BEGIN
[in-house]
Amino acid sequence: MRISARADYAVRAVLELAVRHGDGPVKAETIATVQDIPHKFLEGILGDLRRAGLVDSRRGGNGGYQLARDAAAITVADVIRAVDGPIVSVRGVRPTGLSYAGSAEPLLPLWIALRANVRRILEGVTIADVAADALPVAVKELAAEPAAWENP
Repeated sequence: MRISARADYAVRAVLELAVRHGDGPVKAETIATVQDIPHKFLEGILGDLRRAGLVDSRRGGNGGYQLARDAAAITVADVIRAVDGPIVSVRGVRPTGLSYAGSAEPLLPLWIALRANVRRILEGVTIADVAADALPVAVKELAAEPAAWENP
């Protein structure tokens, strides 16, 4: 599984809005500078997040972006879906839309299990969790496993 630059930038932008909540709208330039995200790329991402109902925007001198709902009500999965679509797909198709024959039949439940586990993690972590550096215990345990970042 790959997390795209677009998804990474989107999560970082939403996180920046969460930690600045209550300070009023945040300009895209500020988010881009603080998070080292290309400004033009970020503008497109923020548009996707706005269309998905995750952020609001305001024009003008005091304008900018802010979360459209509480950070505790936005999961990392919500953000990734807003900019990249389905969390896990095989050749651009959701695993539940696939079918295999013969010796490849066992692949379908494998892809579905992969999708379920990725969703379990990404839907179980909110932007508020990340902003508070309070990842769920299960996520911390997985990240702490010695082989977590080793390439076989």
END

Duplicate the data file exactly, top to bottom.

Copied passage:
[in-house]
Amino acid sequence: MRISARADYAVRAVLELAVRHGDGPVKAETIATVQDIPHKFLEGILGDLRRAGLVDSRRGGNGGYQLARDAAAITVADVIRAVDGPIVSVRGVRPTGLSYAGSAEPLLPLWIALRANVRRILEGVTIADVAADALPVAVKELAAEPAAWENP
Repeated sequence: MRISARADYAVRAVLELAVRHGDGPVKAETIATVQDIPHKFLEGILGDLRRAGLVDSRRGGNGGYQLARDAAAITVADVIRAVDGPIVSVRGVRPTGLSYAGSAEPLLPLWIALRANVRRILEGVTIADVAADALPVAVKELAAEPAAWENP
């Protein structure tokens, strides 16, 4: 599984809005500078997040972006879906839309299990969790496993 630059930038932008909540709208330039995200790329991402109902925007001198709902009500999965679509797909198709024959039949439940586990993690972590550096215990345990970042 790959997390795209677009998804990474989107999560970082939403996180920046969460930690600045209550300070009023945040300009895209500020988010881009603080998070080292290309400004033009970020503008497109923020548009996707706005269309998905995750952020609001305001024009003008005091304008900018802010979360459209509480950070505790936005999961990392919500953000990734807003900019990249389905969390896990095989050749651009959701695993539940696939079918295999013969010796490849066992692949379908494998892809579905992969999708379920990725969703379990990404839907179980909110932007508020990340902003508070309070990842769920299960996520911390997985990240702490010695082989977590080793390439076989």